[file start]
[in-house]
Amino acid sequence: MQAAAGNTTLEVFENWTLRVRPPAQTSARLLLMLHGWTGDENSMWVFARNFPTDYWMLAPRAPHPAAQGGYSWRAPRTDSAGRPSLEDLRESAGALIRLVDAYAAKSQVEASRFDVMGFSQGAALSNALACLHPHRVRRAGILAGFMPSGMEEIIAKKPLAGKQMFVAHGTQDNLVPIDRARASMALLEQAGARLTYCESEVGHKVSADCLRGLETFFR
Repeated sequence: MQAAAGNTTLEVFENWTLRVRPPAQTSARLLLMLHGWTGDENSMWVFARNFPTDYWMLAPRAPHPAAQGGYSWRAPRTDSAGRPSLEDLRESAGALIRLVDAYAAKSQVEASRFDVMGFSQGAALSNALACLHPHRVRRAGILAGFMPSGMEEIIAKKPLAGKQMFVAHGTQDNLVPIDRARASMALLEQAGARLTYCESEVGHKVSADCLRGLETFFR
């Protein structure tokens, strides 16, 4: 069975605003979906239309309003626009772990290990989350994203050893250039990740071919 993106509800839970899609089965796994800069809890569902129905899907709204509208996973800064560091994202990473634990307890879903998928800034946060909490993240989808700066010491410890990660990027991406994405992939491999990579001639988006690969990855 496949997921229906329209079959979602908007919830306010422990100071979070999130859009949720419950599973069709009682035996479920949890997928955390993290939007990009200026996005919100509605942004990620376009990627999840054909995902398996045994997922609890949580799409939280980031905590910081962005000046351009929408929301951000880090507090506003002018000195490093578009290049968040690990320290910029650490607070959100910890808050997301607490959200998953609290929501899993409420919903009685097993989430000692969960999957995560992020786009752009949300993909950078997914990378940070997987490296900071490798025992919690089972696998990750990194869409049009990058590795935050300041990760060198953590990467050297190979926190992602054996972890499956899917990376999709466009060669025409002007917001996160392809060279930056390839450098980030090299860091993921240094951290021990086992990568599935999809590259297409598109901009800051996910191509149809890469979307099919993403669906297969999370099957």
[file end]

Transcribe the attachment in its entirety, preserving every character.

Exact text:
[in-house]
Amino acid sequence: MQAAAGNTTLEVFENWTLRVRPPAQTSARLLLMLHGWTGDENSMWVFARNFPTDYWMLAPRAPHPAAQGGYSWRAPRTDSAGRPSLEDLRESAGALIRLVDAYAAKSQVEASRFDVMGFSQGAALSNALACLHPHRVRRAGILAGFMPSGMEEIIAKKPLAGKQMFVAHGTQDNLVPIDRARASMALLEQAGARLTYCESEVGHKVSADCLRGLETFFR
Repeated sequence: MQAAAGNTTLEVFENWTLRVRPPAQTSARLLLMLHGWTGDENSMWVFARNFPTDYWMLAPRAPHPAAQGGYSWRAPRTDSAGRPSLEDLRESAGALIRLVDAYAAKSQVEASRFDVMGFSQGAALSNALACLHPHRVRRAGILAGFMPSGMEEIIAKKPLAGKQMFVAHGTQDNLVPIDRARASMALLEQAGARLTYCESEVGHKVSADCLRGLETFFR
């Protein structure tokens, strides 16, 4: 069975605003979906239309309003626009772990290990989350994203050893250039990740071919 993106509800839970899609089965796994800069809890569902129905899907709204509208996973800064560091994202990473634990307890879903998928800034946060909490993240989808700066010491410890990660990027991406994405992939491999990579001639988006690969990855 496949997921229906329209079959979602908007919830306010422990100071979070999130859009949720419950599973069709009682035996479920949890997928955390993290939007990009200026996005919100509605942004990620376009990627999840054909995902398996045994997922609890949580799409939280980031905590910081962005000046351009929408929301951000880090507090506003002018000195490093578009290049968040690990320290910029650490607070959100910890808050997301607490959200998953609290929501899993409420919903009685097993989430000692969960999957995560992020786009752009949300993909950078997914990378940070997987490296900071490798025992919690089972696998990750990194869409049009990058590795935050300041990760060198953590990467050297190979926190992602054996972890499956899917990376999709466009060669025409002007917001996160392809060279930056390839450098980030090299860091993921240094951290021990086992990568599935999809590259297409598109901009800051996910191509149809890469979307099919993403669906297969999370099957």